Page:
Eternal rest grant to them, O Lord

In Memoriam

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Sr. Louise Huczek (1914-2012)

A Philadelphia native born to Polish immigrant parents, Mary Huczek grew up in St. Hedwig Parish, sharing a special devotion to the Blessed Mother with her family. At St. Hedwig, Mary was known as a good student who loved music, playing the piano, singing and dancing.

At age 12, when she discovered that three classmates were going to Torresdale to become CSFN aspirants, she contacted the Superior and let the sisters know that she would be ready that Sunday for the trip to the Motherhouse. On Sept. 12, 1926, she left to begin her new life – the only one of the four students to do so.

When she was 16, her father sent her a letter with the ‘back story’ of her vocation. When Mary’s mother was deathly ill with influenza, she begged the Blessed Mother to cure her and promised that she would offer her child to become a sister. When Mary asked to become an aspirant, her parents saw this as a promise fulfilled. A younger sister, Josephine, also became a CSFN – Sr. Mary Chester who served at Nazareth Hospital.

Mary professed her final vows on the Feast of the Assumption, Aug. 15, 1930. Sr. Louise always attributed her strength to live out her vocation to the Blessed Mother.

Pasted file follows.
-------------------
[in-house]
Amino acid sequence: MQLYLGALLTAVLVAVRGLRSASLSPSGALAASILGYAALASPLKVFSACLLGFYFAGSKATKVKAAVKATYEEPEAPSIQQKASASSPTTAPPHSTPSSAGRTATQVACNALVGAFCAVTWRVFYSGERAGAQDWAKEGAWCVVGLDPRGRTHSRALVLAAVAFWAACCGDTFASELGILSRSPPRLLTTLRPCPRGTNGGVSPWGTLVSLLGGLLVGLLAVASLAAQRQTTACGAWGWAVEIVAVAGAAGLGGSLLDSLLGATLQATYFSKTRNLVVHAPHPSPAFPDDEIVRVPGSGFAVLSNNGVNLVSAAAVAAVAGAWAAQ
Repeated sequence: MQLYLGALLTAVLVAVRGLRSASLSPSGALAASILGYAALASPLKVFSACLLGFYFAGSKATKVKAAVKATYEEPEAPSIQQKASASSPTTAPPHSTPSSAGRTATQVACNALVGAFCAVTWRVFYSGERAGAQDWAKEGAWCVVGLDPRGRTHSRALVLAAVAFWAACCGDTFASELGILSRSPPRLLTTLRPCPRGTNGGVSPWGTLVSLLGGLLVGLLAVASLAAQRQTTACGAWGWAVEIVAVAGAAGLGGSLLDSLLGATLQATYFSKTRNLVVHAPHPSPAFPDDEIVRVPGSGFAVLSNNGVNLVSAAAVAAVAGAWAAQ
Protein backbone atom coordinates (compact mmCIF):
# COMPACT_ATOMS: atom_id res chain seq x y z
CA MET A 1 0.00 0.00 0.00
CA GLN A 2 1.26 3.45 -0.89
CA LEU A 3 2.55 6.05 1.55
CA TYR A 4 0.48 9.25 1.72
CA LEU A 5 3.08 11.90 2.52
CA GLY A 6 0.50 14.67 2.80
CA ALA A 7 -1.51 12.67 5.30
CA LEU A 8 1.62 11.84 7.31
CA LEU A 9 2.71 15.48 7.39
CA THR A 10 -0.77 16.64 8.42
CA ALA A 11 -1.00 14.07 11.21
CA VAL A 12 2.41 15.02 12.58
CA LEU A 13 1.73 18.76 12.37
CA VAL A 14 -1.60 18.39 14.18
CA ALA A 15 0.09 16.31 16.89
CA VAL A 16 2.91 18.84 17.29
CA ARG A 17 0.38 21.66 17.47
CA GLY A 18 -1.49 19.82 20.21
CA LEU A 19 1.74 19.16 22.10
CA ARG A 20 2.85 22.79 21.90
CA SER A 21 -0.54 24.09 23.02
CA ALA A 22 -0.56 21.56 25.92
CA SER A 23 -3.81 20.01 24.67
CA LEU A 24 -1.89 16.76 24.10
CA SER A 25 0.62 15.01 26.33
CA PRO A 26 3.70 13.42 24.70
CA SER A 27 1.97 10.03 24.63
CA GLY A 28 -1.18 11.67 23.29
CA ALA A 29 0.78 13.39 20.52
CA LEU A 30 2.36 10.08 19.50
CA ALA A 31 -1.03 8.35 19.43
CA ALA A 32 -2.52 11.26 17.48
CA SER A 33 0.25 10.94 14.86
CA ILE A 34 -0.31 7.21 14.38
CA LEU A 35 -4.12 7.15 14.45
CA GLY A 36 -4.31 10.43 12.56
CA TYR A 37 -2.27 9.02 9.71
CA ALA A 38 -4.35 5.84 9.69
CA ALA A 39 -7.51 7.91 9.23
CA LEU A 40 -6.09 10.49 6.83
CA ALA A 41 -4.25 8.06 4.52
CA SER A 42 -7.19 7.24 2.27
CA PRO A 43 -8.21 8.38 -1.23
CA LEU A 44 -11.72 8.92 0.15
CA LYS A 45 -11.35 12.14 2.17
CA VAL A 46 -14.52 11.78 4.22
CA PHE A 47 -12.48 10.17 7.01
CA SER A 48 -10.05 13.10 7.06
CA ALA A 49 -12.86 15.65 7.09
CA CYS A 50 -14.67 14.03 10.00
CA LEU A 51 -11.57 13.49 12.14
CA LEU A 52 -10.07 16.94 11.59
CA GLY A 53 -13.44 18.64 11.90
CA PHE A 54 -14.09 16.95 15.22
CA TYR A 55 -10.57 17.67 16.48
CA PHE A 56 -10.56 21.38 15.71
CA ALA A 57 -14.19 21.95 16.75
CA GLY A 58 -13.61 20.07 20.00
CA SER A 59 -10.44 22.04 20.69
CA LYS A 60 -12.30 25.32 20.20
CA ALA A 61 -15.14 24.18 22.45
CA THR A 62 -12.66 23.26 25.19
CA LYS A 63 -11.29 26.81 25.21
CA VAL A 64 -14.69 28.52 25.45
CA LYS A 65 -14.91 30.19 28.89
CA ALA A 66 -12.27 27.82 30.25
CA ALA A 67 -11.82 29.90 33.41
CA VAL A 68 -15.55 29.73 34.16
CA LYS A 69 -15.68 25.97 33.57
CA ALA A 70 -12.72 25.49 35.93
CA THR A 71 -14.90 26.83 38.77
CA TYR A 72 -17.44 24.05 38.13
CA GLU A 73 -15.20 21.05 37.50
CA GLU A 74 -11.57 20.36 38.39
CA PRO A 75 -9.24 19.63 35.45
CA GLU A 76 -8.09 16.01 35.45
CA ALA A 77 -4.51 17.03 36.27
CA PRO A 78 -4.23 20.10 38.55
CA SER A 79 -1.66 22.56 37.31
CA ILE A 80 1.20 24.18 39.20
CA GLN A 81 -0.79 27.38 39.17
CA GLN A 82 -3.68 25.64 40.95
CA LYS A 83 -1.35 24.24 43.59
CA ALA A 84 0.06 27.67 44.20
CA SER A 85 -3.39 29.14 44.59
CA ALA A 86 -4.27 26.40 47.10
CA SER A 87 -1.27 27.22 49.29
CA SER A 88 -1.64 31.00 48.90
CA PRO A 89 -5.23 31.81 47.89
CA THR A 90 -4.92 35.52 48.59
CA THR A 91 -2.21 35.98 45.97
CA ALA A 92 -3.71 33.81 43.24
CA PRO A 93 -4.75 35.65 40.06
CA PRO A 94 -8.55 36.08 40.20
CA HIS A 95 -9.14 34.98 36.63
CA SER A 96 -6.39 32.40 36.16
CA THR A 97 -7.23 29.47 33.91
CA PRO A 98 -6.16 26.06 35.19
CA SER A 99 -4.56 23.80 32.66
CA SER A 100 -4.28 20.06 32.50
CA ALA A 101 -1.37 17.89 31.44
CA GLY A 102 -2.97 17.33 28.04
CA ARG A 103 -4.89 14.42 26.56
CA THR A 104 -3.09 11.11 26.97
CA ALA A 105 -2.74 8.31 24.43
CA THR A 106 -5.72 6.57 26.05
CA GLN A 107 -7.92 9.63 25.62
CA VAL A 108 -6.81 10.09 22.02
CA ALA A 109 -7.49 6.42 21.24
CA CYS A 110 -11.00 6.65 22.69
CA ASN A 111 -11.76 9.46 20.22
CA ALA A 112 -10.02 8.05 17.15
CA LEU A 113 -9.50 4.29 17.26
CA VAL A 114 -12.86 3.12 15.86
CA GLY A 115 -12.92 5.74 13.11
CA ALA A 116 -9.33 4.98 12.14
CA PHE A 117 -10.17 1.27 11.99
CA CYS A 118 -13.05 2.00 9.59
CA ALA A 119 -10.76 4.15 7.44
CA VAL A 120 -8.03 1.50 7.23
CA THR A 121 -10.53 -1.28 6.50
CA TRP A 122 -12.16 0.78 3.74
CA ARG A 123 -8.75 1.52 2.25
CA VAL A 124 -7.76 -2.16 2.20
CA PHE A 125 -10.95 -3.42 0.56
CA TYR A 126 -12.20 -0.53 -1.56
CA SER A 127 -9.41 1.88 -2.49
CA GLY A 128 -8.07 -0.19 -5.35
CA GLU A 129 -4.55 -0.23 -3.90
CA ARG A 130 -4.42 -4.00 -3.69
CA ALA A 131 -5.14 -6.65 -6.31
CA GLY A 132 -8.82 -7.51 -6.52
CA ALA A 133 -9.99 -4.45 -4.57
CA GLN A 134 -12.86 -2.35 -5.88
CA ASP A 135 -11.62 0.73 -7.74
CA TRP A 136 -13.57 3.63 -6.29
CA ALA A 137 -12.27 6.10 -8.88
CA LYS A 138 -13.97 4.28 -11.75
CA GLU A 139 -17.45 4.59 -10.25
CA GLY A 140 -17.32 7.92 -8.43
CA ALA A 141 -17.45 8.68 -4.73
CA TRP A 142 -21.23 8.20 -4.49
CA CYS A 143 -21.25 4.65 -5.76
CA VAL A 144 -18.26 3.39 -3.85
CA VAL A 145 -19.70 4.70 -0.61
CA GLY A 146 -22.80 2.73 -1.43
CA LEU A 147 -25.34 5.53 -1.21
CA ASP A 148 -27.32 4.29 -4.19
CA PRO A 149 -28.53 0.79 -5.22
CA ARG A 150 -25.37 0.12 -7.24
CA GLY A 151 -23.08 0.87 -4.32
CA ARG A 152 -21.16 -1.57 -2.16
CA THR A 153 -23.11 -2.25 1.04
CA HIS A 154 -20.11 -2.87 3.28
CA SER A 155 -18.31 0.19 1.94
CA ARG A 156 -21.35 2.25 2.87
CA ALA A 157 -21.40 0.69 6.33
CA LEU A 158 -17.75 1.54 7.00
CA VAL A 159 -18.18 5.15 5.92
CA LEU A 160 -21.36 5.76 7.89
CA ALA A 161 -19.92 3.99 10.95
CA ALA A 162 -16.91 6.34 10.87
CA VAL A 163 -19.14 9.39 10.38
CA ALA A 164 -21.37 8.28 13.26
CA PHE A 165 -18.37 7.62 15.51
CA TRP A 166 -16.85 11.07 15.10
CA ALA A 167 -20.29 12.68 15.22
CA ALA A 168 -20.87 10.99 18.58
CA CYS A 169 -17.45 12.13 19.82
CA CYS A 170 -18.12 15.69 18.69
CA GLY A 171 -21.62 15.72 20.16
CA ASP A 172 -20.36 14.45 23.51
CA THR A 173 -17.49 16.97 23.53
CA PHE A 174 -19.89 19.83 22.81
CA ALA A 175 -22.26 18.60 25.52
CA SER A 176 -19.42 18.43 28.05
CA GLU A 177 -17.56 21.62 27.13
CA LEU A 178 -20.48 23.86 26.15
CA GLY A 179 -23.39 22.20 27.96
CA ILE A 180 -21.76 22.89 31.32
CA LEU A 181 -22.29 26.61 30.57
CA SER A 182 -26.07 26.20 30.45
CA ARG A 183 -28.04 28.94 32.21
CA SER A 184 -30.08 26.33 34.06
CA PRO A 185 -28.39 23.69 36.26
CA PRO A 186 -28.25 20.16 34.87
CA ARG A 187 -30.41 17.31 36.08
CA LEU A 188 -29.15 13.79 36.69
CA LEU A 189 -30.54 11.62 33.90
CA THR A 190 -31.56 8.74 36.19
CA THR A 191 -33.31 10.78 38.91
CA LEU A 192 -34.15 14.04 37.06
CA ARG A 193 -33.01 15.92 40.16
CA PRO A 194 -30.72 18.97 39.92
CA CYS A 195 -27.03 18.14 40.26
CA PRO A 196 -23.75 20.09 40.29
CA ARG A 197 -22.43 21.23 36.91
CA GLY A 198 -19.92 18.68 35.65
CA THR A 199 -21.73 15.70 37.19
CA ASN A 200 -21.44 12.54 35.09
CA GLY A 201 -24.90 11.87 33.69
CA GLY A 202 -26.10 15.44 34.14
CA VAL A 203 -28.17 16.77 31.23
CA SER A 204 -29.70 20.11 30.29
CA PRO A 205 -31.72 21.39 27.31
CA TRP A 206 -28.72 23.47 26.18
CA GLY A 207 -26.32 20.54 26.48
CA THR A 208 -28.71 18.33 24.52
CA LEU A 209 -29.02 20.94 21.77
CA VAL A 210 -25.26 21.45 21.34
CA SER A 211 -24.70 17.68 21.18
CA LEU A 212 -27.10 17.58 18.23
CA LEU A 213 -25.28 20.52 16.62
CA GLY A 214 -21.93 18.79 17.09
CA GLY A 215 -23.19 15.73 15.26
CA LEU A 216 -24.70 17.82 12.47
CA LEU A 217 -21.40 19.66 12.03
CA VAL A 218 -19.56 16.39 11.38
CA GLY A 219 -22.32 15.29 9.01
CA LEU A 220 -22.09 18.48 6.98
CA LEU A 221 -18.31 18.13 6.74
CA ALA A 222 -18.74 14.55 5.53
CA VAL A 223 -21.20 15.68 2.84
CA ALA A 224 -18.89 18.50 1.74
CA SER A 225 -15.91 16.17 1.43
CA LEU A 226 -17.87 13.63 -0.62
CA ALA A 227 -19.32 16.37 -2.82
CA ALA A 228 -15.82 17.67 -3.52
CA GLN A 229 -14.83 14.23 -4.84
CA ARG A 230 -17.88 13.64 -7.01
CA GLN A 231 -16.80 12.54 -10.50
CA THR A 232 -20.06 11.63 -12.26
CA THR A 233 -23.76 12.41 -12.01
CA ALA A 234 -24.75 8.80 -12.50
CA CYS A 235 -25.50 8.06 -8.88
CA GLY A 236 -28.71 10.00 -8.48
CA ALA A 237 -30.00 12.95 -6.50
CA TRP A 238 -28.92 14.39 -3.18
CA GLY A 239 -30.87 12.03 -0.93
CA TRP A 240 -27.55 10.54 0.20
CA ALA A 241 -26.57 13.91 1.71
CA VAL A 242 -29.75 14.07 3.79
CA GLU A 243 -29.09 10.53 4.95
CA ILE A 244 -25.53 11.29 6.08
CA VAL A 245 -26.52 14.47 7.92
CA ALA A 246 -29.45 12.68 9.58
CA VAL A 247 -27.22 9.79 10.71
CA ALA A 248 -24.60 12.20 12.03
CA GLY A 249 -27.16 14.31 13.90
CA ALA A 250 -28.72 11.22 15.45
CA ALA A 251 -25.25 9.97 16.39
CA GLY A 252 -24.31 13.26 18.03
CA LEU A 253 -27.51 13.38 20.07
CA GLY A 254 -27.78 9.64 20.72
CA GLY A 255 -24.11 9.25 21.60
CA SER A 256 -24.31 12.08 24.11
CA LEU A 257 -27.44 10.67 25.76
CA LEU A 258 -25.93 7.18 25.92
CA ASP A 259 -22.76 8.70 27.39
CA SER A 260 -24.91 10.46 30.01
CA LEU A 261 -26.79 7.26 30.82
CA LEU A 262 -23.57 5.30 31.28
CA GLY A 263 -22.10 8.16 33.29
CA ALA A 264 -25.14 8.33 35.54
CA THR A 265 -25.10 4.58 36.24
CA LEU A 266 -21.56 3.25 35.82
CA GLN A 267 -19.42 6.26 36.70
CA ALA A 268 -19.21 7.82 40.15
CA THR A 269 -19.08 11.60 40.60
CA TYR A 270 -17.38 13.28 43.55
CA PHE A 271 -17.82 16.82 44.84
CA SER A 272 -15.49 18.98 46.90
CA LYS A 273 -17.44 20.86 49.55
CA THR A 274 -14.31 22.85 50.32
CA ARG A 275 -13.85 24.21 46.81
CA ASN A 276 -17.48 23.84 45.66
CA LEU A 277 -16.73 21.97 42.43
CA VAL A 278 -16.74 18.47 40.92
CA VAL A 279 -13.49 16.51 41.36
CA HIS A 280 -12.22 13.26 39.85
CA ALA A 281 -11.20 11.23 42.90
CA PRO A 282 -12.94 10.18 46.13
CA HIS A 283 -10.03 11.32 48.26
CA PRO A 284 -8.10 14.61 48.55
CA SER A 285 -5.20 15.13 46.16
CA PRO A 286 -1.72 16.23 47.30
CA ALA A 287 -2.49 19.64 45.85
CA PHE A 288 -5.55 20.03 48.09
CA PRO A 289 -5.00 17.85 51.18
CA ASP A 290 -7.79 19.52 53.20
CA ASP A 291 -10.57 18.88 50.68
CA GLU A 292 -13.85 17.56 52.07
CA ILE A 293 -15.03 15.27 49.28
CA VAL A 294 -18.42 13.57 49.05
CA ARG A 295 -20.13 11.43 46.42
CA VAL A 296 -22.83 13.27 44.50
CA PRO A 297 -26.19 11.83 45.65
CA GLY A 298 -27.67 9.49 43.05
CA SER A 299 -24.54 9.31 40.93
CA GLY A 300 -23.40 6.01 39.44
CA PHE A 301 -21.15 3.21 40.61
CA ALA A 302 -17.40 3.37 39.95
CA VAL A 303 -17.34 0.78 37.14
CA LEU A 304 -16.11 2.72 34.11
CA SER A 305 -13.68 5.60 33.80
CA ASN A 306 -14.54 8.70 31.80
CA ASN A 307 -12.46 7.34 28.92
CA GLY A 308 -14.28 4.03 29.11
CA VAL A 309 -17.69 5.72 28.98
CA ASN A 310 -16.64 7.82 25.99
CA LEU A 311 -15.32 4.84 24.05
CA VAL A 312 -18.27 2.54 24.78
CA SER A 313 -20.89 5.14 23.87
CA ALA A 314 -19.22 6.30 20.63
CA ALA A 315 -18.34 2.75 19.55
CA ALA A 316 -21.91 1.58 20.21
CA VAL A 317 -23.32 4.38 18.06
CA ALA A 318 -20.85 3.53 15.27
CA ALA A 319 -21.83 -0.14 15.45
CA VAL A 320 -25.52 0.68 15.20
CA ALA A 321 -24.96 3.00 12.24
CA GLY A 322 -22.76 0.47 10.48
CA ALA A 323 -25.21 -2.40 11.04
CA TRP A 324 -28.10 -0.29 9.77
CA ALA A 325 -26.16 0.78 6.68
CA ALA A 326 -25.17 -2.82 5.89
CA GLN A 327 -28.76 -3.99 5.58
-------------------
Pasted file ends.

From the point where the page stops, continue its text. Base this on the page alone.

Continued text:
Sr. Louise spent almost 37 years teaching music and Confirmation preparation to students at CSFN schools in Jamaica and Brooklyn, NY; Cambridge, MA, and McAdoo, Philadelphia, Scranton and Trooper, PA. Many different classes, choirs and shows, many years of teaching piano resulted in a very full ministerial life for Sr. Louise. At various parish assignments, she was responsible for decorating the altar and keeping linens and vestments in order. During World War II, she volunteered as a nurse’s aide. At several locations, Sr. Louise also served as the religious superior and/or the school principal. In 1959, she was named the founding principal of Our Lady of Calvary in Philadelphia.

In 1981, Sr. Louise spent nine months in the hospital and at Mount Nazareth, requiring periodic dialysis. She attributed her recovery to the Blessed Mother.

On her return to the Mount, she spent the next 15 years as organist, helping to care for the sick, maintain the dining room and offering piano lessons.  Later, when confined to the Infirmary due to failing health, she embraced the ministry of prayer.  She was known to greet visitors: “I’ve been praying for you!” She was pleased to share her vocation story with the many young women who visited Mount Nazareth.

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